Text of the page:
By: Joe Kafchinski
The Nation’s international trade deficit in goods and services increased to $49.9 billion in June 2010 from $42.0 billion (revised) in May, as exports decreased and imports increased.
The $7.9 billion increase in the deficit is the largest month-to-month increase since goods and services were combined into a single data series in 1992. The petroleum deficit of $21.2 billion accounted for just 42.5% of the goods and services deficit in June, the smallest percentage since it was 40.4% in January 2009.
The drop in exports was driven by seasonal adjustments. On a non-seasonally adjusted basis, goods exports rose $1.4 billion. However, adjustments to certain commodity categories, such as civilian aircraft and semiconductors, reduced exports. In other words, seasonal patterns would tell us to expect exports to increase from May to June, but the actual increase was not enough to compensate for these seasonal effects.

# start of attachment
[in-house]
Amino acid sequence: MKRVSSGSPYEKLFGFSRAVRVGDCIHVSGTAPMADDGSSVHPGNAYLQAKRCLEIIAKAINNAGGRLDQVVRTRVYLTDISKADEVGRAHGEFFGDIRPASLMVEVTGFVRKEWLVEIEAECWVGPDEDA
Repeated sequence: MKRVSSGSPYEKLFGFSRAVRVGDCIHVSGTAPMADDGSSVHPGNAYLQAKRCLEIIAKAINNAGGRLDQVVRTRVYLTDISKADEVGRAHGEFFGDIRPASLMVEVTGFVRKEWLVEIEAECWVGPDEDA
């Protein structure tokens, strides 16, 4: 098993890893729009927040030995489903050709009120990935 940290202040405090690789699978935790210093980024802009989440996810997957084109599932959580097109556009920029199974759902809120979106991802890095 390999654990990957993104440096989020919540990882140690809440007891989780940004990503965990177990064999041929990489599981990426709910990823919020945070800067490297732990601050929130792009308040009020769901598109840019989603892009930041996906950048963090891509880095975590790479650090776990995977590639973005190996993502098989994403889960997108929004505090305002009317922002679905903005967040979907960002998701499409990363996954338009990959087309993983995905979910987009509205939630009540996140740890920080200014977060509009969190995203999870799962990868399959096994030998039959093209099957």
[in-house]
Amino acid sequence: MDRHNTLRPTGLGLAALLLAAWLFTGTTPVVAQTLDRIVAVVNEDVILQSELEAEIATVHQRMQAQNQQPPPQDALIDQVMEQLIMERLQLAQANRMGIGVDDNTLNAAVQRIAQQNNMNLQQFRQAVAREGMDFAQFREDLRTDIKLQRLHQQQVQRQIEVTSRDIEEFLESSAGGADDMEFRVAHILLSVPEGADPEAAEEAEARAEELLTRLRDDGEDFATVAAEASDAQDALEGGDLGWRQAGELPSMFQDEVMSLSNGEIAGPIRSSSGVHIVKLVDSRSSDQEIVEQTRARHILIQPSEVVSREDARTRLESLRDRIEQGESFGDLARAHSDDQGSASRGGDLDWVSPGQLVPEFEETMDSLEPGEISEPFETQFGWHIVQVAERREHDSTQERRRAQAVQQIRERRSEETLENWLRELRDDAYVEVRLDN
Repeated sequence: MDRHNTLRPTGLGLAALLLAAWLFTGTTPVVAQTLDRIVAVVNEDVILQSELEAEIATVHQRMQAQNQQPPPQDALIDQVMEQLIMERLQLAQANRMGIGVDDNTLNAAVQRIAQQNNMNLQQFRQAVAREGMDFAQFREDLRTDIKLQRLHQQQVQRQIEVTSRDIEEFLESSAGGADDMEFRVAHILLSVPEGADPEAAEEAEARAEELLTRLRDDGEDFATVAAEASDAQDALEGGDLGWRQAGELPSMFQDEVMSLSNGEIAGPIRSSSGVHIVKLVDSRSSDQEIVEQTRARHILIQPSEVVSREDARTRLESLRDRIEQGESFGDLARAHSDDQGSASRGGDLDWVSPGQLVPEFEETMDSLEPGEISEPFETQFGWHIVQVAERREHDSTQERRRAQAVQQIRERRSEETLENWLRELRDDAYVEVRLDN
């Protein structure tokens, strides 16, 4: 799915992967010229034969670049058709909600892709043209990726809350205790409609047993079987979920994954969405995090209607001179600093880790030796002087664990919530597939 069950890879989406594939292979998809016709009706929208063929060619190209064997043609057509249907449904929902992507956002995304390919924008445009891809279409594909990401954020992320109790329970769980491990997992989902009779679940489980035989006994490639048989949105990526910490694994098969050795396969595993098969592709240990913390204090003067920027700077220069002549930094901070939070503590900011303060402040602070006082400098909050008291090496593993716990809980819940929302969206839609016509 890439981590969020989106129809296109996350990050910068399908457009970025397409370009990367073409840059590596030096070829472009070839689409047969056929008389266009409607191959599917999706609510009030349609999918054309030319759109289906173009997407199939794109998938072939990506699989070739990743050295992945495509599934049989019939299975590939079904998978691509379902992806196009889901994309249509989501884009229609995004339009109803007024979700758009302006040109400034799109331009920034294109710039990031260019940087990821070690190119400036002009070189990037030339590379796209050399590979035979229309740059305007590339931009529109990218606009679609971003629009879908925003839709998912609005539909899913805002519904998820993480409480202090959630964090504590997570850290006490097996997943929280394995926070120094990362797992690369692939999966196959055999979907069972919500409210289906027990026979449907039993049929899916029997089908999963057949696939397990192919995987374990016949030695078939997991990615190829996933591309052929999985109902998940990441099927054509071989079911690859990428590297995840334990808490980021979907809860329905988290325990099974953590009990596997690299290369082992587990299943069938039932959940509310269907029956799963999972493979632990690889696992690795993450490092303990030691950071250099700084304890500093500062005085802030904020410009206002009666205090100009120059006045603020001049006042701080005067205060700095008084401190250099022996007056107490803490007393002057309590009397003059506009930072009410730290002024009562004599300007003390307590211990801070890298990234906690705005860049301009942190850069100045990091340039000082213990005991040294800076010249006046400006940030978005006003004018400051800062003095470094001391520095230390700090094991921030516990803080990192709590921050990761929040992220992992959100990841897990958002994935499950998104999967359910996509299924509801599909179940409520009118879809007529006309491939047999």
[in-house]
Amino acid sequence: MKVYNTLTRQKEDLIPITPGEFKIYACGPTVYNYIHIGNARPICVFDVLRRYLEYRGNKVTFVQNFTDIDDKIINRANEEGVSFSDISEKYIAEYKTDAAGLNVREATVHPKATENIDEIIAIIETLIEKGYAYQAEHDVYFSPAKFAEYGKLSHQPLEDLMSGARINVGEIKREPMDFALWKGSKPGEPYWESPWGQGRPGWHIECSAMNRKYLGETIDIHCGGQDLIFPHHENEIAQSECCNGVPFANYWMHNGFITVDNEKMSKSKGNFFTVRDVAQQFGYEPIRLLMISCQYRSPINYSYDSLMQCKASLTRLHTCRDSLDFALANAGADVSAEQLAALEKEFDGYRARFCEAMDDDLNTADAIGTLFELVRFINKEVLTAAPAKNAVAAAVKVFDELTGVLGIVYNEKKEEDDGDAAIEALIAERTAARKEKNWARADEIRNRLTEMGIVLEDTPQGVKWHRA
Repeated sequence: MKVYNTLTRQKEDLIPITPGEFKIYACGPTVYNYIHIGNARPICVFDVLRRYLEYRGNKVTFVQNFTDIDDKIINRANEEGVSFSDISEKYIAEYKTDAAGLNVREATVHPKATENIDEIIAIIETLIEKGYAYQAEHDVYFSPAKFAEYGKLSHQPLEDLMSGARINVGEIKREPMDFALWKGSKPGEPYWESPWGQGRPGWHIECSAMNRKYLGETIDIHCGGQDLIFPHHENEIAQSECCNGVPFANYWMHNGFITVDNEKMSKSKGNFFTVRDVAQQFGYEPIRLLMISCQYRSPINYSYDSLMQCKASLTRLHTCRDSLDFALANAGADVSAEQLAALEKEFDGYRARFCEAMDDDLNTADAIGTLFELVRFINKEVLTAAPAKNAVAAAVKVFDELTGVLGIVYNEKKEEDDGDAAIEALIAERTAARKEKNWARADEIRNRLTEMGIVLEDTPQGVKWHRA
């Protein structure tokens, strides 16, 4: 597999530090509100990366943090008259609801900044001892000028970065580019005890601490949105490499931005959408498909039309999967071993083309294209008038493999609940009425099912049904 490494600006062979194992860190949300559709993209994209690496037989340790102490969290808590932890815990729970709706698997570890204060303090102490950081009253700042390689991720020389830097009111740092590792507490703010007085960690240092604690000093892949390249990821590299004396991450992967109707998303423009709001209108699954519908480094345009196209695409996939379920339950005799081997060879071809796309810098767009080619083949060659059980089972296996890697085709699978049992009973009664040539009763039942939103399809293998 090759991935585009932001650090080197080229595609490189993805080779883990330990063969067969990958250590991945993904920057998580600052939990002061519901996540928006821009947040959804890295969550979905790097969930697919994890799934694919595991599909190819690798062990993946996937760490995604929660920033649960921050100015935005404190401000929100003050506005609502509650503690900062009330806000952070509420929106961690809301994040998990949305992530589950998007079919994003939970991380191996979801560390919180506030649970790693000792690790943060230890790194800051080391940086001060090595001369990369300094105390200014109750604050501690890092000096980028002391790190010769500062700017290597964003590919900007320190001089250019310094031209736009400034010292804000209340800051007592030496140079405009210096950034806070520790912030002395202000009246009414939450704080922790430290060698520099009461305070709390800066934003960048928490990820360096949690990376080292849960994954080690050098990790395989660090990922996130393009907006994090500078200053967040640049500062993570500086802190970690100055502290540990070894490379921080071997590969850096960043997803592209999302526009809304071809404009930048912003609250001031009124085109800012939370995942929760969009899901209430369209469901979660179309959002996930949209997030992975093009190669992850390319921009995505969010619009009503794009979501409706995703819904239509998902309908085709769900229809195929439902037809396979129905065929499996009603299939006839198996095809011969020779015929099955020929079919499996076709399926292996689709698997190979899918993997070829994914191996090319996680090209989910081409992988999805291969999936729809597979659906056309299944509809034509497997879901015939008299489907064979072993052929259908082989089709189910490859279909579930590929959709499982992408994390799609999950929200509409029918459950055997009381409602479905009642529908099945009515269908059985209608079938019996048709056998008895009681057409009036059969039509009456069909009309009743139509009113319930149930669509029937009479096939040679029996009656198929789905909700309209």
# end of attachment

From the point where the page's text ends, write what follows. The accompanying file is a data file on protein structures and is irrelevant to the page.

Imports were up $5.9 billion to $200.3 billion, despite a drop of $0.9 billion in petroleum imports. Imports of Consumer Goods reached a record high of $43.1 billion in June, led by pharmaceutical goods and other household goods (including cellphones). Petroleum imports of $26.7 billion accounted for 13.3% of total imports, the lowest percentage since August 2009 (13.1%).